WASHINGTON – The U.S Small Business Administration (SBA) announced its 2013 lending to date at more than $29 billion to small businesses.
“Under President Obama, SBA lending has reached record levels and we continue to get more capital into the hands of small business owners than ever before,” said Acting SBA Administrator Jeanne Hulit. “Small businesses are the engine of our economy, and reaching our third highest year of SBA lending in FY 2013 demonstrates the strength and resiliency of America’s 28 million small businesses as they continue to recover from the Great Recession and drive our economy forward.”
One of SBA’s primary missions is to ensure that small business owners have access to the capital they need to start and grow their business. Since President Obama took office, SBA has supported more than $126 billion in lending to more than 260,000 small businesses and entrepreneurs. During the fiscal year, which ended Sept. 30, SBA loan approvals supported $29.6 billion (54,106 loans) to small businesses in its two main loan programs, 7(a) and 504, compared to $30.25 billion (53,848 loans) in Fiscal Year 2012 and $30.5 billion (61,689 loans) in Fiscal Year 2011.
SBA South Florida District accounted for 1,723 loans totaling more than $900 million. This represented a 5 perce3nt increase in loans approved and 15 percent increase in capital made available to small business owners to start and expand their businesses and create jobs. More than 8,400 jobs were created by this lending activity.
“Four years ago, South Florida and the nation faced the worst economic environment since the Great Depression. I’m very happy to see SBA lending in South Florida increase again this fiscal year. Small businesses are the engine of our economy, creating two out of every three net new private sector jobs and employing more than half of our nation’s workforce. This increase in lending is having a meaningful impact on south Florida small businesses and communities,” said SBA South Florida District Director Francisco “Pancho” Marrero.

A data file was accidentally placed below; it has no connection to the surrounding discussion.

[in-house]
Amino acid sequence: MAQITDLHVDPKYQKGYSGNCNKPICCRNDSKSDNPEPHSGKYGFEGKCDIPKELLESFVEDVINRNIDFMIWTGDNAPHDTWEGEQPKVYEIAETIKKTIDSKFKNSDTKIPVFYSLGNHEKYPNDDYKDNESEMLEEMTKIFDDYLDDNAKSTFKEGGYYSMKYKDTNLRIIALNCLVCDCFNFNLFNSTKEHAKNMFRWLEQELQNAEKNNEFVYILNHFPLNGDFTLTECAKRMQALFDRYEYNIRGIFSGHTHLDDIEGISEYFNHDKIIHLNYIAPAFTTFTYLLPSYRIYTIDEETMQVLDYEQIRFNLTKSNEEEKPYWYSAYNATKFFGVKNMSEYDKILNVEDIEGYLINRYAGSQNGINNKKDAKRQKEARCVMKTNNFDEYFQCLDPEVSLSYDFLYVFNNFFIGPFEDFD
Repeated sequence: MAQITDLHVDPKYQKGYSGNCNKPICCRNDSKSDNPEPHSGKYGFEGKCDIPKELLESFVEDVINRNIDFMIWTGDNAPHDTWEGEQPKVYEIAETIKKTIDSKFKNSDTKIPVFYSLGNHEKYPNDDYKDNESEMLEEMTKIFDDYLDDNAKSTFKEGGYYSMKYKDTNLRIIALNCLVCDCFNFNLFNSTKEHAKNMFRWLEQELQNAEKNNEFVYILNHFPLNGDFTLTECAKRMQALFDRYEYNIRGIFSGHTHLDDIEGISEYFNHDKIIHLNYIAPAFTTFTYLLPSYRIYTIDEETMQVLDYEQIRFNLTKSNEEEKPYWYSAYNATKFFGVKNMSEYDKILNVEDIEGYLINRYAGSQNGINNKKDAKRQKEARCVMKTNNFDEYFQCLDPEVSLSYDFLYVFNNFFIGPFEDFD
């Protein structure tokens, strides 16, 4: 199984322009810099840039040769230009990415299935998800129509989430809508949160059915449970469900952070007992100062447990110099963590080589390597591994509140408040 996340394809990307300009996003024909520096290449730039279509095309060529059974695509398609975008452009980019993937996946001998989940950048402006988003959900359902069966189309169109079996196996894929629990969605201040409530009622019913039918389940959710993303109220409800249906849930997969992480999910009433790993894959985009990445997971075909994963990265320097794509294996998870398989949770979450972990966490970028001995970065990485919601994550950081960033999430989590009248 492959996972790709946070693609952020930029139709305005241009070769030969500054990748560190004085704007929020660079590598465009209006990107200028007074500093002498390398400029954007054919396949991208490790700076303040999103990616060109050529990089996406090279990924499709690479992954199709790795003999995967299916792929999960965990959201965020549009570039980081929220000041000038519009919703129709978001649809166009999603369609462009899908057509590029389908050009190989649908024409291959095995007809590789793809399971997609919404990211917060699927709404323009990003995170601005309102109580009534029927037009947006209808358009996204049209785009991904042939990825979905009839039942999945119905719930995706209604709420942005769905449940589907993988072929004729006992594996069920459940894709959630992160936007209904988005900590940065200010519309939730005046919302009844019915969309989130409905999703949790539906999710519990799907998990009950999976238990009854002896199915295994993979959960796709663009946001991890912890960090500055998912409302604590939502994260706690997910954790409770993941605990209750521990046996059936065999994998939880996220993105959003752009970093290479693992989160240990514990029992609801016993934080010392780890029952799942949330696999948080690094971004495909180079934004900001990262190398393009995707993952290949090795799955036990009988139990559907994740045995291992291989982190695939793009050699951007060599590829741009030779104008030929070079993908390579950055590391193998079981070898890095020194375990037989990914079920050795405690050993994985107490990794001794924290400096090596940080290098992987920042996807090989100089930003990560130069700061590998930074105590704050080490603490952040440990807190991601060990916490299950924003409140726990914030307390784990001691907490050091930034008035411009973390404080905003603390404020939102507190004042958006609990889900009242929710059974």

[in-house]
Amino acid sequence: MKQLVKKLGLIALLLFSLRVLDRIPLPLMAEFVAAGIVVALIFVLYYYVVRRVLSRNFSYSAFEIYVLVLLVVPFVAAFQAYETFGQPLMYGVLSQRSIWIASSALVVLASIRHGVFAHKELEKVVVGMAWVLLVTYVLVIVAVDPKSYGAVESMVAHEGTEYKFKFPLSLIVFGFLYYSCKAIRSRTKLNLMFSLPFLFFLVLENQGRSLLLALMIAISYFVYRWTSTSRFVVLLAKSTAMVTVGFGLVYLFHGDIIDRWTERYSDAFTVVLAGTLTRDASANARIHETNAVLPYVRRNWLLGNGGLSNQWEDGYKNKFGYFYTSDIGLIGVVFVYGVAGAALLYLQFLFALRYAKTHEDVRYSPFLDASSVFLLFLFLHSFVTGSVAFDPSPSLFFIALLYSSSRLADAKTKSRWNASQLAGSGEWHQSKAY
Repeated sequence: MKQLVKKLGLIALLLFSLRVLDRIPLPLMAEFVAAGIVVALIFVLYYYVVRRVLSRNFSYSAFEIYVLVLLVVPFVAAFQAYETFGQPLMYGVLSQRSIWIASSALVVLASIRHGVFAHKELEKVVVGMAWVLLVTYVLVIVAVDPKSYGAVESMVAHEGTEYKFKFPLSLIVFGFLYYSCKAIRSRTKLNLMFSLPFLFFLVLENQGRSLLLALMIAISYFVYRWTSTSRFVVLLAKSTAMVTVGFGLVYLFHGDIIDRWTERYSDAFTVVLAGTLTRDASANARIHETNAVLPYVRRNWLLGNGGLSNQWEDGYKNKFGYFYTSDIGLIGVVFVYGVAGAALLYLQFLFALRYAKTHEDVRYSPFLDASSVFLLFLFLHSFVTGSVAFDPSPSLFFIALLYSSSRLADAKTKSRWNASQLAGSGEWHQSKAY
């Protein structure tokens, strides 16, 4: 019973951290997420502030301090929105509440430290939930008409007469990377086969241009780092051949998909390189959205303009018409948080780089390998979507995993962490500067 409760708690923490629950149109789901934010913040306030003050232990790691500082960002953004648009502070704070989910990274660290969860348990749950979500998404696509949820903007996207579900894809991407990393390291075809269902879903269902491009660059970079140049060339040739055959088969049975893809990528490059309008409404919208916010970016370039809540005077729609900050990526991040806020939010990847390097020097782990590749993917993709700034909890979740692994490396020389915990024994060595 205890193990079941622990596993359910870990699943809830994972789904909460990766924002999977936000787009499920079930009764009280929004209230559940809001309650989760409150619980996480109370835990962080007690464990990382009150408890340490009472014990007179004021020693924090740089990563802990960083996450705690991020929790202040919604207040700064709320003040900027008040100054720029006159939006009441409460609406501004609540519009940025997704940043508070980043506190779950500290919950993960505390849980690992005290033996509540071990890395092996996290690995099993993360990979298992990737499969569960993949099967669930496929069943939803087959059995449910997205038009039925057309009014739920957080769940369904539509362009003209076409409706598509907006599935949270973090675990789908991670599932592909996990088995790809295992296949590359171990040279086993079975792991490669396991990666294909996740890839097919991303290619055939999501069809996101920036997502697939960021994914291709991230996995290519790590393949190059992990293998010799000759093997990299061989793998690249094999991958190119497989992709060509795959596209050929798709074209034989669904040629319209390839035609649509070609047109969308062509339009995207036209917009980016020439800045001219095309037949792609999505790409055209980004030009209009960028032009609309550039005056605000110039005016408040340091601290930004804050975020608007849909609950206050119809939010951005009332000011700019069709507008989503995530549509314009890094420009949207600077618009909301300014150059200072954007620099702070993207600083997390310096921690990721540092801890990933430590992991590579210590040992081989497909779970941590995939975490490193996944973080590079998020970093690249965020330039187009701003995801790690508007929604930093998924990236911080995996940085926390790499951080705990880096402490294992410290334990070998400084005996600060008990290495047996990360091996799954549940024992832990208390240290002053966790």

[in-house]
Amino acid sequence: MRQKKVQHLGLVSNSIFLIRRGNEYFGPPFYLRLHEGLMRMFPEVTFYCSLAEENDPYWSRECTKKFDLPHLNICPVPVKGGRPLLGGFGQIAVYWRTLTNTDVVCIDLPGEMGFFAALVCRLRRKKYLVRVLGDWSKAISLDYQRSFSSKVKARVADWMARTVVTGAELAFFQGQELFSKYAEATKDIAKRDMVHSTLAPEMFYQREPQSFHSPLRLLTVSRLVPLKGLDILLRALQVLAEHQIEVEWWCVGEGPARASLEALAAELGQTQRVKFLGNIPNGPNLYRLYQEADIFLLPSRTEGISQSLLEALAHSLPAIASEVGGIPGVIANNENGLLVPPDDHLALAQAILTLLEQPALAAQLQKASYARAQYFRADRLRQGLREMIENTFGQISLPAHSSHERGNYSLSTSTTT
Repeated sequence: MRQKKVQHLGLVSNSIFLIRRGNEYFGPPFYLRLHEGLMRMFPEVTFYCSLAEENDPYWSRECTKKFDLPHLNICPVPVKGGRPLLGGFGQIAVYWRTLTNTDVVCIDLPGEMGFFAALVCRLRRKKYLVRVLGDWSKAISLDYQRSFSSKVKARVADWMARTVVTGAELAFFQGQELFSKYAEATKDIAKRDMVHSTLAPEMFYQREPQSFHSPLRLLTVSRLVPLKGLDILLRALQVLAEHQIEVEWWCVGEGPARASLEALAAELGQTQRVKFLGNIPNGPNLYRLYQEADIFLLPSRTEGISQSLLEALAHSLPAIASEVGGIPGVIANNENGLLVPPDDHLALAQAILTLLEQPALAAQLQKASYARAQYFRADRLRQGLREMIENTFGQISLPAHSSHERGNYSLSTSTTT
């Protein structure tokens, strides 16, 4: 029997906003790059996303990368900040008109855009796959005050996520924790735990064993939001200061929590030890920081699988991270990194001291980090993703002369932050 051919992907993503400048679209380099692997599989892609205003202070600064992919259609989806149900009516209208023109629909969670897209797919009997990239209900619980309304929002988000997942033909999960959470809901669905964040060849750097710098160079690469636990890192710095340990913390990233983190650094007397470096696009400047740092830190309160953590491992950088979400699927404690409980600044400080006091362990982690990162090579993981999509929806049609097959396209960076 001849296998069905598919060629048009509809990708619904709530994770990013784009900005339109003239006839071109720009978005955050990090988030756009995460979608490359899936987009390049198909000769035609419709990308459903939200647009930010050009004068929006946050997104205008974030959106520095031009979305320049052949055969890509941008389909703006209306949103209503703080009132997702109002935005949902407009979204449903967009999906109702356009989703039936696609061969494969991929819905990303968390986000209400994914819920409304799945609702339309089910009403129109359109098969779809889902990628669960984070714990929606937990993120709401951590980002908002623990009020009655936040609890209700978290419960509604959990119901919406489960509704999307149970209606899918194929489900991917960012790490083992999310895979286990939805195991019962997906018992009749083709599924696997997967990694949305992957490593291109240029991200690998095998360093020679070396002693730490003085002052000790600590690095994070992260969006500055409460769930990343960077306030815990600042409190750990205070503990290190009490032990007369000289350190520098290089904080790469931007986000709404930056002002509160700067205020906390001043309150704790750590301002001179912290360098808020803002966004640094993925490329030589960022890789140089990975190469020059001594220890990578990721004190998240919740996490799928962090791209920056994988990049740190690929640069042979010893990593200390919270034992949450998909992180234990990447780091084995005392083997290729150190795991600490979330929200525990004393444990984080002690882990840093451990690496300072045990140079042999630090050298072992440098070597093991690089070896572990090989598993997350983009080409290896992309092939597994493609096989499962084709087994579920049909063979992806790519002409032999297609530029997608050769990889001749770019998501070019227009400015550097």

SBA’s streamlining of the Small Loan Advantage (SLA) programs also continued to produce dramatic results, increasing the number of lower-dollar SBA 7(a) loans going to small businesses and entrepreneurs in underserved communities. The program, which is a key 7(a) loan initiative designed to expand access to loans under $350,000, was first launched in Feb. 2011, and revamped in June 2012. SBA has significantly reduced paperwork for the SLA program and expanded its pool of lenders — changes that have resulted in a more than 300 percent increase in SLA loans and an over 700 percent increase in the number of lenders using the program. In FY 2013, SBA backed almost 5,000 loans for nearly $745 million through the SLA program.
As with SLA, CAPlines, a program that provides working capital lines of credit designed to help small businesses with their short-term working capital needs, saw a successful year in part because of measures to streamline loan processing. In FY 2013, CAPlines approved 682 loans for more than $500 million. In the two full fiscal years since the program was re-designed, SBA has cumulatively approved 1,200 loans after only doing 1,300 over 15 years – significant increase over the 1,300 loans issued over the 15 years prior.
“SBA streamlined and simplified SBA loan programs to create more access and opportunity for both lenders and borrowers in South Florida. We saw a nearly 500 percent increase in the Small Loan Advantage (SLA) loan program here and more business owners took advantage of capital made available through SBA’s Export Working Capital program. More importantly, we had 34 lenders who made no loans in FY12 but made at least one in FY13,” said Marrero.
In FY 2013, SBA also supported more than 7,700 504 loans, which provide small businesses with long-term, fixed-rate financing to acquire real estate and major fixed assets, for a total of more than $11.7 billion. Although this is a slight decrease compared with FY 2012, this decrease demonstrates the importance of SBA’s 504 Refinancing Program, which temporarily allowed small business owners to use our 504 program to refinance commercial real estate and other fixed assets and gave SBA a record year for 504 lending in FY 2012. That program was authorized by the Small Business Jobs Act and expired in 2012, but a one year extension of the
program was included in the President’s FY14 budget.